To eat or not to eat - Macleans.ca

To eat or not to eat

Harper and the holy host highlights the protocol minefield facing modern leaders

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harperAmazing, the trouble one wafer can create. Stephen Harper took a rhetorical drubbing yesterday when footage surfaced of him palming a communion host during the funeral of former Governor General Romeo LeBlanc. Monsignor Brian Henneberry, the vicar general of the Roman Catholic Diocese of Saint John, described the incident as a “scandal.”

PMO officials quickly issued assurances claiming the Prime Minister ate it off-camera, leaving lay people to wonder exactly what Harper did that was so terribly blasphemous.

Nothing, say experts experienced in government protocol. In fact, Harper may have been wrong to eat the wafer—assuming the PMO’s version of events was anything more than an after-the-fact whitewash. “If you are not a Catholic, you should not, in fact, you cannot take holy communion,” a retired senior federal protocol official—who happens to be Catholic—told Macleans.ca. “It’s considered apostate, and it’s hypocritical to do it.”

“Ideally, the prime minister’s team would have informed the organizers what time he would be arriving, asking them where he would sit, what he would be expected to do. And when told he will be invited to take a communion host, they would say, ‘He is not Catholic and therefore it would be ideal for him to recuse himself.’”

The key word here, of course, is “ideal.”  Sometimes unplanned incidents arise, and the official, who asked not to be named because he is still working in public service, acknowledged there are no black-and-white rules when those moments occur during religious rites. In this case, Harper found himself stuck in a front pew of dignitaries receiving communion from the priest; it wasn’t as if he were invited to line up in the aisle. So, faced with this awkward situation, “the right thing to do would be to accept it with his hands,” said the official.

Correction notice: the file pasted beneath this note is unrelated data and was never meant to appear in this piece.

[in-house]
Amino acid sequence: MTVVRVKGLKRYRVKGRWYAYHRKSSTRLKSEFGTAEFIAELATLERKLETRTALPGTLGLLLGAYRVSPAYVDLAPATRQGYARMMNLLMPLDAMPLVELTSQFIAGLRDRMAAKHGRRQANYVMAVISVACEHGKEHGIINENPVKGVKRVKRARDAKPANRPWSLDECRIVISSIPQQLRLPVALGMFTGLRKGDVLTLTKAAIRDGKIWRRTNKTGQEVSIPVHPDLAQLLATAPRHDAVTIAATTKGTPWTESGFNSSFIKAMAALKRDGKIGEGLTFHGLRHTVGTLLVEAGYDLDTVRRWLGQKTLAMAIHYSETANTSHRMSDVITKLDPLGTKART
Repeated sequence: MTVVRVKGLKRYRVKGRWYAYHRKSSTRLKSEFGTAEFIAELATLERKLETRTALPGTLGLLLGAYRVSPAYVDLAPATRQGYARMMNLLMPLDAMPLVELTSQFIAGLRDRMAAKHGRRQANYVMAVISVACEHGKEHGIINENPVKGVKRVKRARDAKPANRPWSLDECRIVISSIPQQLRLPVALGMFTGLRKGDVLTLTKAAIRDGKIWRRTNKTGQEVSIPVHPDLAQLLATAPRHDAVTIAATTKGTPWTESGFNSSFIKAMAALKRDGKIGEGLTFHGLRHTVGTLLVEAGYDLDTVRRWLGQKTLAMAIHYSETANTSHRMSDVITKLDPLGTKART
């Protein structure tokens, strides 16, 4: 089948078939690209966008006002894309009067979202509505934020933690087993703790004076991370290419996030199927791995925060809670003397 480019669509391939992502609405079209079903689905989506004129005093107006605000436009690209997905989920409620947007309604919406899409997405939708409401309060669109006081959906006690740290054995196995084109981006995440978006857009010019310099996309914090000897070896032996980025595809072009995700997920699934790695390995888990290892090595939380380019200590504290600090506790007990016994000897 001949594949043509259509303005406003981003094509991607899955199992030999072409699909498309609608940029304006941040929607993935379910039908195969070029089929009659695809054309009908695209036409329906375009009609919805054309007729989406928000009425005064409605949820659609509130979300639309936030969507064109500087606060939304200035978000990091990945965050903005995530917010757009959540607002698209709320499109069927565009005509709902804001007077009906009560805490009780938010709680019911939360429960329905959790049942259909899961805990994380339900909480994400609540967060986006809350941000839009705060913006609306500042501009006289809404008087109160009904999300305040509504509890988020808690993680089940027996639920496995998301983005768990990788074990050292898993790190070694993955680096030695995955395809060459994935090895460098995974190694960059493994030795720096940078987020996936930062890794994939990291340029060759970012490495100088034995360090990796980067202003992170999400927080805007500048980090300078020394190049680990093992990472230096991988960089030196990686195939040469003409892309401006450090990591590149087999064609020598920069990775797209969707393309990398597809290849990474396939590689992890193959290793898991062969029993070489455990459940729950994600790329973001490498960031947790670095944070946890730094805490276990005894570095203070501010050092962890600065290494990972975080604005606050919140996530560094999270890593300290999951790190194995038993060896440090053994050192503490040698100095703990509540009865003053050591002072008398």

Whatever the correct reaction, the controversy highlights the protocol minefield modern leaders face as they try to appear inclusive, tolerant and diplomatic in the modern public arena. Elected officials are increasingly pressed to participate in religious ceremonies that fall outside their own denominations and faiths, notes Peter Donolo, the former communications director to Jean Chrétien. Donolo, who also served as Canada’s consul general in Milan, recalls countless instances in which Chrétien was asked to join rites that could easily have gone awry. That’s why the former PM’s handlers usually spent hours poring through protocol documents to ensure he didn’t touch the wrong person, say the wrong thing, kneel in the wrong direction.

Not least among the concerns in such preparations, of course, is ensuring the leader doesn’t look silly to his own voters. For that reason, says Scott Reid, a longtime aide to former prime minister Paul Martin, the work of advance teams is critical to ensure a proper balance between the integrity of the rite and the politician’s dignity. Think of it as the “no silly hats” rule. “For years, politicians of all stripes have found themselves wearing a scarf when visiting a mosque,” Reid noted in an email by way of example. “That’s because it’s the tradition, as dictated by the faith hosting the event. The fundamental rule of thumb is two-fold: know what to expect, and honour the faith of which you are a guest.”

As for those rare occasions when the unexpected does arise? Well, a lot hangs on the poise of the leader involved. And let’s face it: Harper has a long history of standoffishness in what would otherwise be poignant moments (remember him shaking hands with his kids?). As such, Reid—ever the partisan warrior—doesn’t have a lot of sympathy for the PM in this case. “Palming your wafer like you’re a pulling a street corner card trick,” he said, “is something that many who take the sacrament would find offensive—as the PMO has been reminded.”